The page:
Storying their world

Year: 2012

Author: Woodley-Baker, Rochelle, Carter, Jenni

Type of paper: Abstract refereed


In the realm of literacy education there is much discussion of the textual shift that has occurred for today's students whose environment is filled with visual texts.  Visual literacy is part of new literacies and multiliteracies.  The term multiliteracies acknowledges the multiplicity of meaning-making modes (visual, textual, audio, etc.) as well as the wider social contexts of these modes.  As part of a regional middle school aspirations action research project, teachers and academics have worked together to investigate what new curriculum and pedagogies are needed to respond to a changed learning environment.

Educators need to understand not only the design features of visual texts, but also the wider cultural and social aspects. In turn, appropriate pedagogy needs to be tested, and activities and resources developed in order for teachers to integrate visual and multimodal literacy activities into their current curriculum.  Developing a repertoire of complex literacy practices that are focussed on furthering student understanding of how meaning is conveyed through multiple semiotic systems, opens the possibility of understanding the grammar of visual texts, and of implementing critical literacy more fully.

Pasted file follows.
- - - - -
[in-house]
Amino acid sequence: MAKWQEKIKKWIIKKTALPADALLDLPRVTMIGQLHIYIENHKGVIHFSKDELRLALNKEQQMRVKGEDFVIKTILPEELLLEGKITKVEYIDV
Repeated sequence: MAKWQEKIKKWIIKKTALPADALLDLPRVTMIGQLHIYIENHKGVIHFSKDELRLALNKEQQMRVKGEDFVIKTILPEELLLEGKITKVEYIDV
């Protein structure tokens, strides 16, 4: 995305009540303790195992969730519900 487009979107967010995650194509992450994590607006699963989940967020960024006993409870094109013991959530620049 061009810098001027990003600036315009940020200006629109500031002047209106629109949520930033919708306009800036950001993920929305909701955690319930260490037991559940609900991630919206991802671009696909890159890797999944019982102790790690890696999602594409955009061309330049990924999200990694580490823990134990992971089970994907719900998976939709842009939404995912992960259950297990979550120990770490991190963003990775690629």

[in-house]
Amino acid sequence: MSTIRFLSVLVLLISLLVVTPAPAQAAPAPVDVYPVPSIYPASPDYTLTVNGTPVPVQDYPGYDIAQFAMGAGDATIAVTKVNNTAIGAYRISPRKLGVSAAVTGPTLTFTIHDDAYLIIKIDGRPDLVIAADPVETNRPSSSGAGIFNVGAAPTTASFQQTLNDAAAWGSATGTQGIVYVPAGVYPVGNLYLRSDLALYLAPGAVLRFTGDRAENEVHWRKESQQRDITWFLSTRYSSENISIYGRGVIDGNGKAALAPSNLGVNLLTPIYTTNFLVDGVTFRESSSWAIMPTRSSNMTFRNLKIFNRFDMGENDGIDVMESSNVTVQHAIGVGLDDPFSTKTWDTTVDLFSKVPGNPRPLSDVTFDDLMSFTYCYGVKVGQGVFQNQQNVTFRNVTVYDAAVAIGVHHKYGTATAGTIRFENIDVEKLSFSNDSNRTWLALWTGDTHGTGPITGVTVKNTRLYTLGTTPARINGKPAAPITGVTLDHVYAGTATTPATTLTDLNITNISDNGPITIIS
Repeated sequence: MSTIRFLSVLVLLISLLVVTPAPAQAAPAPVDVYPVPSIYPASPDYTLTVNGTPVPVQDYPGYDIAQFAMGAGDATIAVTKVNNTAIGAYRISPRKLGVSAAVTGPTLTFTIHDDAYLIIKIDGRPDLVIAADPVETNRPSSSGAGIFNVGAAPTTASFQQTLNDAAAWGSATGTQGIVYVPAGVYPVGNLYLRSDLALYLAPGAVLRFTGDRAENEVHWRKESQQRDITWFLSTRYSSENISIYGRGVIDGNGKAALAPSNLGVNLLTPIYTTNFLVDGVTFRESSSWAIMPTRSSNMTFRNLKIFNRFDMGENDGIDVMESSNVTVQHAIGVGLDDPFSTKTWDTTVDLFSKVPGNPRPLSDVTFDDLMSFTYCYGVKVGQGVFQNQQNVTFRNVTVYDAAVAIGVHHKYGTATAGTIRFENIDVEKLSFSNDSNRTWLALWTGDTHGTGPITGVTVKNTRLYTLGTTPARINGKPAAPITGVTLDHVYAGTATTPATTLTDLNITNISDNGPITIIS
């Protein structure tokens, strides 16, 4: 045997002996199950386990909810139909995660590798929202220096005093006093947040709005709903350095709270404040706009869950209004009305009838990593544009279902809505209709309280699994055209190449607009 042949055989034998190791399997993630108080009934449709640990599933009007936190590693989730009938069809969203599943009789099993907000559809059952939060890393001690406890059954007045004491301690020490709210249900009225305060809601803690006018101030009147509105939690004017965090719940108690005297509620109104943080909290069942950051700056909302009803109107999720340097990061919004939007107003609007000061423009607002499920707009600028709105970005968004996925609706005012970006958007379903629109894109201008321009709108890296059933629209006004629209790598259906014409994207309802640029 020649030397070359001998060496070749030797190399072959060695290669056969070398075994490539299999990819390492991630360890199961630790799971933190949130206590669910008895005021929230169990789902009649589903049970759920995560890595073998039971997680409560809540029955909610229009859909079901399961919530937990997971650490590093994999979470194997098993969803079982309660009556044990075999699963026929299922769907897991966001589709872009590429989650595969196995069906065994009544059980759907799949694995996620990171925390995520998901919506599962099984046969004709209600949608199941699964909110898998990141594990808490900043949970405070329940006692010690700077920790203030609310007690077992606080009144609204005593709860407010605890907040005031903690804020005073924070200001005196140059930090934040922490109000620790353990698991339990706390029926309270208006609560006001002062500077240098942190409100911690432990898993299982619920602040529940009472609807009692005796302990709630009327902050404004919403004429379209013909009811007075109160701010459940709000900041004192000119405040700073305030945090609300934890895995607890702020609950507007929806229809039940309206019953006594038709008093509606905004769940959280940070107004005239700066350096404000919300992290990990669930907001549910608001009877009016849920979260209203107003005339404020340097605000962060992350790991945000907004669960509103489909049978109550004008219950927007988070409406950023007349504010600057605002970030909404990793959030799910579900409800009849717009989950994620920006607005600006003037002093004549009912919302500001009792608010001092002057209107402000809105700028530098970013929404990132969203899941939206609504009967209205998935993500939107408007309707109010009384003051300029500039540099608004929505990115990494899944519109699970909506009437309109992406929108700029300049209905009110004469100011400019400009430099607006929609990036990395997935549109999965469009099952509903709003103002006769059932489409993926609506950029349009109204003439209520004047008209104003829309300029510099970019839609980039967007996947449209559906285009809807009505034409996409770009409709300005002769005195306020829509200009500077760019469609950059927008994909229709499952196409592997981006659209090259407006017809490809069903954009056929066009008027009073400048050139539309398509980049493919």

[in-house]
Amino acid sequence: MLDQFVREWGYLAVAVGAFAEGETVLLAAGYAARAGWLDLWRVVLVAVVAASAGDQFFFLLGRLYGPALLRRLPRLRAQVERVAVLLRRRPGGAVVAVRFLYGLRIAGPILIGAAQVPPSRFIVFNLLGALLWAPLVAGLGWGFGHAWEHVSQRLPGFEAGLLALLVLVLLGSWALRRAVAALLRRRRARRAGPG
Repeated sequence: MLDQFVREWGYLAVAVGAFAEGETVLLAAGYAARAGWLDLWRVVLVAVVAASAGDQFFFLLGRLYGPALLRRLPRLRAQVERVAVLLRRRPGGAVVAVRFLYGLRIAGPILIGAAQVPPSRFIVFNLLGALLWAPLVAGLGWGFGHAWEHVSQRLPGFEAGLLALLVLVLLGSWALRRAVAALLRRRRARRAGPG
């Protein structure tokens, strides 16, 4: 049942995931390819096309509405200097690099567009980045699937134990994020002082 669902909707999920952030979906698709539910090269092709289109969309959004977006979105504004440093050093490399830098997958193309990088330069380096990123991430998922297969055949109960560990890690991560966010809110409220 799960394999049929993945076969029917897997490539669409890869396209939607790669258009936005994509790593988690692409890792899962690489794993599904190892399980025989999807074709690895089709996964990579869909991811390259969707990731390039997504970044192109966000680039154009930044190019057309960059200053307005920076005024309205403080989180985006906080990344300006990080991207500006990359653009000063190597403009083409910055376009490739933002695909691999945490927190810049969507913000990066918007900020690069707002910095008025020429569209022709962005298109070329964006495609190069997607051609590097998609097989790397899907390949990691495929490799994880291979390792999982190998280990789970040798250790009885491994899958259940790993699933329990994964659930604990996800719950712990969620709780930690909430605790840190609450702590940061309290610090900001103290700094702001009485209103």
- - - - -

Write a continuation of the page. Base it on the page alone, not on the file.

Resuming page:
This paper reports on two projects where students, who have poor literacy practices, use a visual medium to co-author complex texts, and expand their repertoire of literacy practices and social networking.  Such texts demand complex literacy practices that while inclusive of the requirements for reading and writing traditional prints texts, also require a deeper semiotic engagement with the codes and conventions of multimodal texts.  Such an approach acknowledged that the everyday literacy experiences in the daily lives of young people are within a digital environment.  The development of narratives that emerged from student's life worlds also provided knowledge of the multiple spheres of activity within which the student is enmeshed.  The affordances of digital texts further offered opportunities for collaborations and social networking - affirming and expanding students understanding of literacy and of their life worlds.  While only in its beginning phase, there is much to suggest that working with a multiliteracies framework in new learning environments is an exciting and fruitful endeavour.